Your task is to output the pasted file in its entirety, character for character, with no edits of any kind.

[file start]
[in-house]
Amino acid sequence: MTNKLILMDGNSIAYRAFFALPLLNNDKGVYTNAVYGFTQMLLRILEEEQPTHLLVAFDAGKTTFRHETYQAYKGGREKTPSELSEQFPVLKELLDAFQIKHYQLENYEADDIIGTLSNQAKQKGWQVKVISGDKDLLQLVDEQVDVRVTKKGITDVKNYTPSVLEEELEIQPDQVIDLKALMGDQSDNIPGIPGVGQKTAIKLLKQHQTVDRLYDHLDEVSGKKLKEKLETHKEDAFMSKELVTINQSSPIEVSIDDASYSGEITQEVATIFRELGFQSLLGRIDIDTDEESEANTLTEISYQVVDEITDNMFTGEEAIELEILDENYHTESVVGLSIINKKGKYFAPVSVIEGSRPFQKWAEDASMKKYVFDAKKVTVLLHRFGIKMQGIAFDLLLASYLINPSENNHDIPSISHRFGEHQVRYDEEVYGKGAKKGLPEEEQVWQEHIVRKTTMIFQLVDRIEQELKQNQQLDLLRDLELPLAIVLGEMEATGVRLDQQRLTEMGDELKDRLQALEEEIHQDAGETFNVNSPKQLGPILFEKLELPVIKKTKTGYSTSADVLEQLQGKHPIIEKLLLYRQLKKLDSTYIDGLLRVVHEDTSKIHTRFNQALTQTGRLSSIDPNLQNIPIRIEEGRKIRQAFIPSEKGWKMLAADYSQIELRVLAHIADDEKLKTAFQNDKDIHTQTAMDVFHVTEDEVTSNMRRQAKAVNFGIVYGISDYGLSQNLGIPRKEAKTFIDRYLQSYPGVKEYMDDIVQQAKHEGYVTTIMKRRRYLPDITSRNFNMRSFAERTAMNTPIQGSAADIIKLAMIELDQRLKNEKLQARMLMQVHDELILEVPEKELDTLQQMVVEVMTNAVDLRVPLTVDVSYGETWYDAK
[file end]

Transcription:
[in-house]
Amino acid sequence: MTNKLILMDGNSIAYRAFFALPLLNNDKGVYTNAVYGFTQMLLRILEEEQPTHLLVAFDAGKTTFRHETYQAYKGGREKTPSELSEQFPVLKELLDAFQIKHYQLENYEADDIIGTLSNQAKQKGWQVKVISGDKDLLQLVDEQVDVRVTKKGITDVKNYTPSVLEEELEIQPDQVIDLKALMGDQSDNIPGIPGVGQKTAIKLLKQHQTVDRLYDHLDEVSGKKLKEKLETHKEDAFMSKELVTINQSSPIEVSIDDASYSGEITQEVATIFRELGFQSLLGRIDIDTDEESEANTLTEISYQVVDEITDNMFTGEEAIELEILDENYHTESVVGLSIINKKGKYFAPVSVIEGSRPFQKWAEDASMKKYVFDAKKVTVLLHRFGIKMQGIAFDLLLASYLINPSENNHDIPSISHRFGEHQVRYDEEVYGKGAKKGLPEEEQVWQEHIVRKTTMIFQLVDRIEQELKQNQQLDLLRDLELPLAIVLGEMEATGVRLDQQRLTEMGDELKDRLQALEEEIHQDAGETFNVNSPKQLGPILFEKLELPVIKKTKTGYSTSADVLEQLQGKHPIIEKLLLYRQLKKLDSTYIDGLLRVVHEDTSKIHTRFNQALTQTGRLSSIDPNLQNIPIRIEEGRKIRQAFIPSEKGWKMLAADYSQIELRVLAHIADDEKLKTAFQNDKDIHTQTAMDVFHVTEDEVTSNMRRQAKAVNFGIVYGISDYGLSQNLGIPRKEAKTFIDRYLQSYPGVKEYMDDIVQQAKHEGYVTTIMKRRRYLPDITSRNFNMRSFAERTAMNTPIQGSAADIIKLAMIELDQRLKNEKLQARMLMQVHDELILEVPEKELDTLQQMVVEVMTNAVDLRVPLTVDVSYGETWYDAK